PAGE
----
Arsenal - Will They Ever Learn?

Arsenal - Will They Ever Learn?

Naive. The one word which describes Arsenal’s performances in big games in recent years. Wednesday night’s home defeat to Monaco is a performance to forget for Arsene Wenger’s men. Terrible finishing and some abysmal errors in defence proved costly as the Gunners floundered 3-1 to Monaco – a side widely regarded as the unfavored seeds for the knockout stages. Arsenal’s performance was just another of a series of poor results in big games for the North London team and only highlighted a problem that seems to be rooted deep within the players.


It has been a common scene in recent years that the Gunners were able to pass the ball around, without any problems for most of those games, but it was when they lost possession that the opposing teams exploited their greatest weakness, defensive solidity, in particular the absence of a powerful holding midfielder. That was exactly what Monacco had done to the Gunners. They were happy to sit deep and shadow Arsenal’s players as they knocked the ball around without any real urgency to penetrate the French side’s backline and score. Once they took the ball off the home side, Monaco were looking to counter and cause damage.

Monaco under Leonardo Jardim have adopted exactly the style of play that gives Arsenal problems. Arsene Wenger has been previously criticised for not having a plan B and insisting on Arsenal’s typical style of ultimate football: neat, tidy and creative, but one of the characteristics of a team of champions is the ability to win games when the team is not playing well, something the Gunners have never quite demonstrated in recent years unlike Manchester United, Chelsea or Manchester City. All the successful teams have a variety of players that make up for each other’s weaknesses, a balance in the team, something Arsenal don’t seem to have. Even their centre-backs seem more comfortable on the ball than they do when defending. The Gunners possess a fantastic range of offensive talent in Alexis Sanchez, Santi Cazorla, Mesut Ozil, Theo Walcott, Alex Oxlade-Chamberlain, Aaron Ramsey, Jack Wilshere, Danny Welbeck, Tomas Rosicky and Mikel Arteta, but they will never be able to play all of these players at once. Even though almost at any given time, two of those attacking minded players are injured, Wenger is still under pressure to select a minimum of three of those players to start every game and keep them happy. That still leaves seven on the list not to mention Mathieu Flamini and Francis Coquelin, who are the only real holding midfielders in the team…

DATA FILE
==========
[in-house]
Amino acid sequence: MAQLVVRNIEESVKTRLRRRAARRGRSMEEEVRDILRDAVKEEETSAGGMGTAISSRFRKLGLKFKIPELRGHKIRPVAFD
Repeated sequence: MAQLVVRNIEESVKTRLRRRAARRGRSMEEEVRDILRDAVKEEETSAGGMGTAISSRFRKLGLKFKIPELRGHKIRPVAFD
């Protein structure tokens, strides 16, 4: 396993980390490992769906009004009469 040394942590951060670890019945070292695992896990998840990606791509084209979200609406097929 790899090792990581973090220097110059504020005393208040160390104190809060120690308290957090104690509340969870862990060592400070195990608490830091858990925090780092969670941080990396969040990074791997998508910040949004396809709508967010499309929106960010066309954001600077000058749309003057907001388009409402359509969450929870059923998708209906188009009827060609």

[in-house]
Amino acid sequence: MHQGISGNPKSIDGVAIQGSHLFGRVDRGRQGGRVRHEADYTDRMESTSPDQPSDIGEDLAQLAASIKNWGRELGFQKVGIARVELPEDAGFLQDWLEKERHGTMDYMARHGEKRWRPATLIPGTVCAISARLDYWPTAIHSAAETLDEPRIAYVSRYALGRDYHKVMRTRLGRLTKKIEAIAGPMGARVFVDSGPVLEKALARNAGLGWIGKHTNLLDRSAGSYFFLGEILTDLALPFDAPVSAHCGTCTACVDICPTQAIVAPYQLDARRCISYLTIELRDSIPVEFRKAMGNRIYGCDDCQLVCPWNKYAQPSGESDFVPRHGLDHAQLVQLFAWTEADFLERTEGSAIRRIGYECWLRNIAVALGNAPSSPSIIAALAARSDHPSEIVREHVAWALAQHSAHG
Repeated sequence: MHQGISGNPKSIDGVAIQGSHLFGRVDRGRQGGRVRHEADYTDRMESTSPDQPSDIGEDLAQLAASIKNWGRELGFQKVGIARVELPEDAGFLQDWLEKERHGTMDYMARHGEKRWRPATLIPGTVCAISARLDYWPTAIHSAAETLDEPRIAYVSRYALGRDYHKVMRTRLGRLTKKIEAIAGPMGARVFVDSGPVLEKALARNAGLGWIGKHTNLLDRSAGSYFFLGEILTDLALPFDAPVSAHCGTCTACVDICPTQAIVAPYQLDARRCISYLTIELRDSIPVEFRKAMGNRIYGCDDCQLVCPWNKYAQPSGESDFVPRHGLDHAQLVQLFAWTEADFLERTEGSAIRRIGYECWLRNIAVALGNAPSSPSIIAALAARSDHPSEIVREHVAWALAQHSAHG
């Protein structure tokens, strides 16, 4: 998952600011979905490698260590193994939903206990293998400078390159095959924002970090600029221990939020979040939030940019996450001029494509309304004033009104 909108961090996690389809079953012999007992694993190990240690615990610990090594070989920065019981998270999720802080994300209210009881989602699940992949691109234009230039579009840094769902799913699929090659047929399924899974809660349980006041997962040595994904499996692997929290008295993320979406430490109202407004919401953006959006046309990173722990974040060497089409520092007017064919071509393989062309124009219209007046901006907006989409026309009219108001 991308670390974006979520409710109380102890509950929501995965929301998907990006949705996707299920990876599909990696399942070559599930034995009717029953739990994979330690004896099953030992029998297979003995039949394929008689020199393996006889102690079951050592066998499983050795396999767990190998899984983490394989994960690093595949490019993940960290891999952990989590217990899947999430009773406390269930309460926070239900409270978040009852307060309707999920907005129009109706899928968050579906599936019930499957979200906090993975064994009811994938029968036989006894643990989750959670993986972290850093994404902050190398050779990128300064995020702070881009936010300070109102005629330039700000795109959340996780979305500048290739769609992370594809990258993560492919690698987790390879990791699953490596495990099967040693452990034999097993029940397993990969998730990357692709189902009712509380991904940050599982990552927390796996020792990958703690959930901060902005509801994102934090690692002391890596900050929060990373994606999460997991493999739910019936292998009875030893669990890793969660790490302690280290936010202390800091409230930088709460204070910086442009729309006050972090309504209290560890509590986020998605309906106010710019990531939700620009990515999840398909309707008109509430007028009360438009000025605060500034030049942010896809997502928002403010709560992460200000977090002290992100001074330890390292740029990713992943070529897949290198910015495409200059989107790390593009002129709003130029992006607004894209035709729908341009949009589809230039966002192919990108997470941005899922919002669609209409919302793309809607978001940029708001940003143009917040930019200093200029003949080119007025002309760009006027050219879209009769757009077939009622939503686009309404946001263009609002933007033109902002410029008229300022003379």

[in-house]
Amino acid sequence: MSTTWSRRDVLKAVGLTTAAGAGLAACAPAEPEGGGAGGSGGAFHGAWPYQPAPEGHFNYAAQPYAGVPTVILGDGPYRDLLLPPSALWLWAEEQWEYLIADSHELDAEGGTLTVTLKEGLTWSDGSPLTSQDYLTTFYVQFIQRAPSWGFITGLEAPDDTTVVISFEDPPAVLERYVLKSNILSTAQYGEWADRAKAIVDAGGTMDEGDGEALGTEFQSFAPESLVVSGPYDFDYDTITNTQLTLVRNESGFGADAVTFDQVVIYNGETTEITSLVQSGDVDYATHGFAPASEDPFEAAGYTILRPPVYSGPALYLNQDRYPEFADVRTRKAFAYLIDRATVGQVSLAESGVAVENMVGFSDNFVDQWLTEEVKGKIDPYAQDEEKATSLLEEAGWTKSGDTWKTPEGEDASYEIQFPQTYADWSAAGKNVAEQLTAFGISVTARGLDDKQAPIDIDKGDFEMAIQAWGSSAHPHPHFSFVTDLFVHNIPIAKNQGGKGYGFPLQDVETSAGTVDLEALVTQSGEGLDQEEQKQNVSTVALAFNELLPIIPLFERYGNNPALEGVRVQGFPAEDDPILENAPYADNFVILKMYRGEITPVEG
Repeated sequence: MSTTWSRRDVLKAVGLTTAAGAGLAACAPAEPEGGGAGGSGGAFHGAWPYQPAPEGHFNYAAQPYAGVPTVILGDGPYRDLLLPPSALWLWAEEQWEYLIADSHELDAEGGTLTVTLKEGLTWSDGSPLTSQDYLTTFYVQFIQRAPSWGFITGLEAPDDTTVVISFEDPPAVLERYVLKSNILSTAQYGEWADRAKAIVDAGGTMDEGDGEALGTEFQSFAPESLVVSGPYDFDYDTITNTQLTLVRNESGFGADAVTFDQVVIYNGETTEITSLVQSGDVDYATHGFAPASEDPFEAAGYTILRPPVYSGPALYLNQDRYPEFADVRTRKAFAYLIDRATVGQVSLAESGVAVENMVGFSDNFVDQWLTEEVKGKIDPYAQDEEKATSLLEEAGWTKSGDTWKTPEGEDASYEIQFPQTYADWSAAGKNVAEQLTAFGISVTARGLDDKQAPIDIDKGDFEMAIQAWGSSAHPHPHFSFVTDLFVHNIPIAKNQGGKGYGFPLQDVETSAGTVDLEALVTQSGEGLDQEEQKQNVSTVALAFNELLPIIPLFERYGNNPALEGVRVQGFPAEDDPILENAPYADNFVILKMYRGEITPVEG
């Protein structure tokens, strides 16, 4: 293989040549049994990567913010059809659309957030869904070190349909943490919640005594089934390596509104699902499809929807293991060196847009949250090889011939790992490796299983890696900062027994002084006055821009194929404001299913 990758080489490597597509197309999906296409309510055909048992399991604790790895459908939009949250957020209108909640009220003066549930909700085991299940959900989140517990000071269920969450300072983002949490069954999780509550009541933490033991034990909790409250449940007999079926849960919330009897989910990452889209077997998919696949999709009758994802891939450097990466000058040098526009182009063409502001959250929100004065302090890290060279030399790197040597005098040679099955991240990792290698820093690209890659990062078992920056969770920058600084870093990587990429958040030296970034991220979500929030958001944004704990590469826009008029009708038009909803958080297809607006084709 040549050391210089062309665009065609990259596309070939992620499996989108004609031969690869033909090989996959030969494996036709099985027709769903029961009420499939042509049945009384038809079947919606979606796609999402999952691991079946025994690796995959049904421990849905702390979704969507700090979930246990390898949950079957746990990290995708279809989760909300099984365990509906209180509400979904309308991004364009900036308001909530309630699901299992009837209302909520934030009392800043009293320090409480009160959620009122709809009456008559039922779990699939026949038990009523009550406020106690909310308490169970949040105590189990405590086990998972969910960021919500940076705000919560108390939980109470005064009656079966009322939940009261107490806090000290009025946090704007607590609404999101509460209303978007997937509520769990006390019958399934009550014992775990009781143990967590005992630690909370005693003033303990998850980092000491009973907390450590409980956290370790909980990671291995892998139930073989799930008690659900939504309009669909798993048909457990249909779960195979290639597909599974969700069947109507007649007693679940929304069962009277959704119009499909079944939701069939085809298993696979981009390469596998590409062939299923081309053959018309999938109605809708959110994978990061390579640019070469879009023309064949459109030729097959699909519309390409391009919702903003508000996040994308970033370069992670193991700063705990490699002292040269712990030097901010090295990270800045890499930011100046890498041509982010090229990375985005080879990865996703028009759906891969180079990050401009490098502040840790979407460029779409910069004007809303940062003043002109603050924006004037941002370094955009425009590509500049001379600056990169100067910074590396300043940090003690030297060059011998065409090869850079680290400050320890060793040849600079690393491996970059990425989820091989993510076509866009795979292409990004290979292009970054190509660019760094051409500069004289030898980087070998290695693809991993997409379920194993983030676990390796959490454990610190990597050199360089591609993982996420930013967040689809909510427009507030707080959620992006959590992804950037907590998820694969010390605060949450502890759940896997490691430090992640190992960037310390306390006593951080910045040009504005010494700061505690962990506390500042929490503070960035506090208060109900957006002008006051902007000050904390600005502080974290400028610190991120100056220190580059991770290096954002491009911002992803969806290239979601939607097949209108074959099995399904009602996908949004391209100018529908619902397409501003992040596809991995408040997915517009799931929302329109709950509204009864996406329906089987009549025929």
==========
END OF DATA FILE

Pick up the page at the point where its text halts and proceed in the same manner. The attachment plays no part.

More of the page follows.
However all the attacking players on the squad list are characteristically similar. All like to dwell on the ball, create, take nice touches and play nice passes and one-twos with each other. But when it comes to it, none of those players like to change their style. That is what makes it easy for some teams who have the right tactics and right players to play against them. It does not matter whether Arsenal are losing 1-0, winning 1-0 or winning 4-0, they will keep committing men forward. A perfect example, other than Wednesday night, is when they played at the Liberty Stadium earlier this season. Winning 1-0 at Swansea, the Gunners kept pushing instead of settling for that one goal lead and focusing on protecting it, that is simply not the Arsenal way. Instead they lost the ball twice in the opposition’s half and were caught out on two breaks, one of which resulted in Sigurdsson’s lovely free kick that earned the Swans a 2-1 victory.